I’m not arguing that we as political scientists have culpability in this (these methods did not originate in our field by any stretch of the imagination). But I am interested – if network analysis does the cool things it does for our work, what does it do for the work of those whose job is to watch and monitor us?
Among the more famous anti-war slogans in the US is the 1960s’ declaration of “make love, not war.” I found myself thinking about that phrase when a student sent me a link to the Daily Show on Monday – where Jon Stewart made some insightful comments about sex, gender, and the presumably impending military action in Syria.
And yes, I used the words “insightful comments” to describe something Jon Stewart said. Those of you who know me know how hard that was to say. But his description works for me …. and suggests that “make love not war” is actually a false dichotomy.
So, I ran into Dan Drezner in the trendy-food part of the West Loop in Chicago tonight, as you do when you are at APSA. Dan asked if I was planning to respond to his post on networking, which is critical of my earlier post. Honestly, it was not high on my agenda, but who can resist networking as a motivation to write a post on networking?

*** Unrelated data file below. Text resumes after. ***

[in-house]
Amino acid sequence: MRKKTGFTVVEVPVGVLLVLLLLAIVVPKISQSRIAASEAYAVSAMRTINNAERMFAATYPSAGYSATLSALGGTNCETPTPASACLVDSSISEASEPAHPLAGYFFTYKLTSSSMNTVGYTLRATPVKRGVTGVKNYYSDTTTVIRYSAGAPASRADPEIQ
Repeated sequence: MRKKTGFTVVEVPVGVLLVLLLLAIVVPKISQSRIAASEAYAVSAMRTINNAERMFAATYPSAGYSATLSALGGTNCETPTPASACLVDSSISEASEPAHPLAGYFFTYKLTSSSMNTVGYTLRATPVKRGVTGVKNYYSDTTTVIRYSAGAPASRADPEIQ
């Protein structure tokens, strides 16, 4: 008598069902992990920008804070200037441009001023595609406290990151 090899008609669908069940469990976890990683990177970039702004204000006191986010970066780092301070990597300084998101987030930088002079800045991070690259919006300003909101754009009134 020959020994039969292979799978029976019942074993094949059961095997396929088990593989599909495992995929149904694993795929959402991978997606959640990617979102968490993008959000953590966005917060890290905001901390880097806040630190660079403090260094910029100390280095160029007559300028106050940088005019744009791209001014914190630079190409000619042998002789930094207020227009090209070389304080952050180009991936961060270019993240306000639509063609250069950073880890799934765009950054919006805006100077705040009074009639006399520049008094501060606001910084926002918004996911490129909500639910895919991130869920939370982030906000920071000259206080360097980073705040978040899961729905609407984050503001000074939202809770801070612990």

In my post, I suggest that networking can have efficiency, career opportunity, and political benefits, with the caveat that it is not easy, does not always come naturally, and can actually be harmful if it goes awry. Dan suggests that neither myself nor Christian Davenport address the pitfalls of bad networking along with the benefits of good networking, and asks me to follow up with particular practical advice (and on my unfortunate description of “ah, the stories I could tell” about networking gone wrong).